Air Force identifies the 8 U.S. crew lost in Osprey crash in Japan and recovers 6 bodies
The members of Japanese Coast Guard carry the debris which are believed to be from the crashed U.S. military Osprey aircraft, at a port in Yakushima, Kagoshima prefecture, southern Japan, Monday, Dec. 4, 2023. Japanese and American military divers have spotted what could be the remains of a U.S. Air Force Osprey aircraft that crashed last week off southwestern Japan and several of the six crewmembers who are still missing, local media reported Monday.(Kyodo News via AP)
Tara Copp And Mari Yamaguchi, The Associated Press
Published Wednesday, December 6, 2023 6:32AM EST
WASHINGTON (AP) — Air Force Special Operations Command said Tuesday it has recovered the remains of six of the eight service members who were lost when their Osprey crashed off the coast of Japan last week, adding it is now focused on recovering the two bodies still missing and the aircraft debris.
The CV-22B Osprey crashed on Nov. 29 during a training mission. Ospreys have had a number of crashes, including in Japan, where they are used at U.S. and Japanese military bases, and the latest has rekindled safety concerns.
Three bodies were recovered from the sunken wreckage, and a total of six of the eight crew members' remains that had been located have now been recovered, the Air Force said. The search continues for the remains of the two crew members still unaccounted for, it added.
“The depth of sorrow is immeasurable," Lt. Gen. Tony Bauernfeind, who heads Air Force Special Operations Command, said in a statement announcing the names of the crew. “The honorable service of these eight airmen to this great nation will never be forgotten, as they are now among the giants who shape our history.”
President Joe Biden said he and first lady Jill Biden were heartbroken by the loss.
“We owe them everything,” Biden said in a statement. “Jill and I are praying for the families and friends who lost a loved one in this terrible accident.”
The lost crew members were:
U.S. Air Force Maj. Jeffrey T. Hoernemann, 32, of Andover, Minnesota, was a CV-22 instructor pilot and officer in charge of training, assigned to the 21st Special Operations Squadron, 353rd Special Operations Wing, Yokota Air Base, Japan.
U.S. Air Force Maj. Eric V. Spendlove, 36, of St. George, Utah, was a residency trained flight surgeon and medical operations flight commander assigned to the 1st Special Operations Squadron, 353rd Special Operations Wing, Kadena Air Base, Japan.
U.S. Air Force Maj. Luke A. Unrath, 34, of Riverside, California, was a CV-22 pilot and flight commander assigned to the 21st Special Operations Squadron, 353rd Special Operations Wing, Yokota Air Base, Japan.
U.S. Air Force Capt. Terrell K. Brayman, 32, of Pittsford, New York, was a CV-22 pilot and flight commander assigned to the 21st Special Operations Squadron, 353rd Special Operations Wing, Yokota Air Base, Japan.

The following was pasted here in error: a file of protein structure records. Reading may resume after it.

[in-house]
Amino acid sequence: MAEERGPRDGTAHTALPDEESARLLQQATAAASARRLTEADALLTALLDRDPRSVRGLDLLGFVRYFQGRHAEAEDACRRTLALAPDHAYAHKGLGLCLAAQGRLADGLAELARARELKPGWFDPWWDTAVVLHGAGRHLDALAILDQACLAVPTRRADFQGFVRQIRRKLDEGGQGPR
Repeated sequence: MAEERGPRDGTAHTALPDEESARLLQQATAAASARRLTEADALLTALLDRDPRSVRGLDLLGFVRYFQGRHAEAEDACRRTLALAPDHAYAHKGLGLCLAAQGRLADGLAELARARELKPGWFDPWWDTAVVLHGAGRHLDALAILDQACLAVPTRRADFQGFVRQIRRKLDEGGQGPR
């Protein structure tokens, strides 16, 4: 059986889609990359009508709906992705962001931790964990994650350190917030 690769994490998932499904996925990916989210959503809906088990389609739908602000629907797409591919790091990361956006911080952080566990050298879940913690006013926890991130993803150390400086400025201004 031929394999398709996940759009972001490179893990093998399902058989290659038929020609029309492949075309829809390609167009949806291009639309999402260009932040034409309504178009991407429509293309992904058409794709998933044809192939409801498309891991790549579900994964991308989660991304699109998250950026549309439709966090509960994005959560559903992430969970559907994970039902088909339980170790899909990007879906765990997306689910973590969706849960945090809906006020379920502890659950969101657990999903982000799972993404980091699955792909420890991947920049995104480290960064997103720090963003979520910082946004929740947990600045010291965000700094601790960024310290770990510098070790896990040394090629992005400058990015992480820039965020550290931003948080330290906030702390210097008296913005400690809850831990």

U.S. Air Force Tech. Sgt. Zachary E. Lavoy, 33, of Oviedo, Florida, was a medical operations flight chief assigned to the 1st Special Operations Squadron, 353rd Special Operations Wing, Kadena Air Base, Japan.
U.S. Air Force Staff Sgt. Jake M. Turnage, 25, of Kennesaw, Georgia, was a flight engineer assigned to the 21st Special Operations Squadron, 353rd Special Operations Wing, Yokota Air Base, Japan.
U.S. Air Force Senior Airman Brian K. Johnson, 32, of Reynoldsburg, Ohio, was a flight engineer assigned to the 21st Special Operations Squadron, 353rd Special Operations Wing, Yokota Air Base, Japan.
U.S. Air Force Staff Sgt. Jacob “Jake” M. Galliher, 24, was a native of Pittsfield, Mass. His remains were the first to be found.
Prime Minister Fumio Kishida sent a message to Biden, offering his heartfelt condolences to the families of those who were lost and to the American people and his thanks for their dedication away from home for the peace and stability of Japan and the region.
The U.S.-made Osprey is a hybrid aircraft that takes off and lands like a helicopter but can rotate its propellers forward and cruise much faster, like an airplane, during flight.
The cause of the crash is under investigation.
Japan has suspended all flights of its own fleet of 14 Ospreys. Japanese officials say they have asked the U.S. military to resume Osprey flights only after ensuring their safety. The Pentagon said no such formal request has been made and that the U.S. military is continuing to fly 24 MV-22s, the Marine version of Ospreys, deployed on the southern Japanese island of Okinawa.
In Tokyo, Defense Ministry Press Secretary Akira Mogi said Tuesday that deployment of Ospreys is key to a defense buildup in southwestern Japan due to current regional security concerns but acknowledged the need to address the residents' safety worries rekindled by the crash.
Mogi said Japanese defense officials are examining information shared by the U.S. to determine if the U.S. military responses are adequate, but he added that the shared information so far is insufficient. “We need further explanation, information and a process to verify that," he said.
Parts of the wreckage have been collected by Japanese vessels and are being handed over to the U.S. military for examination.
Adm. Ryo Sakai, chief of staff of the Maritime Self-Defense Force, or Japan’s navy, pledged Japan’s continued support for the search and recovery.
Yamaguchi reported from Tokyo. AP journalist Zeke Miller contributed from Washington.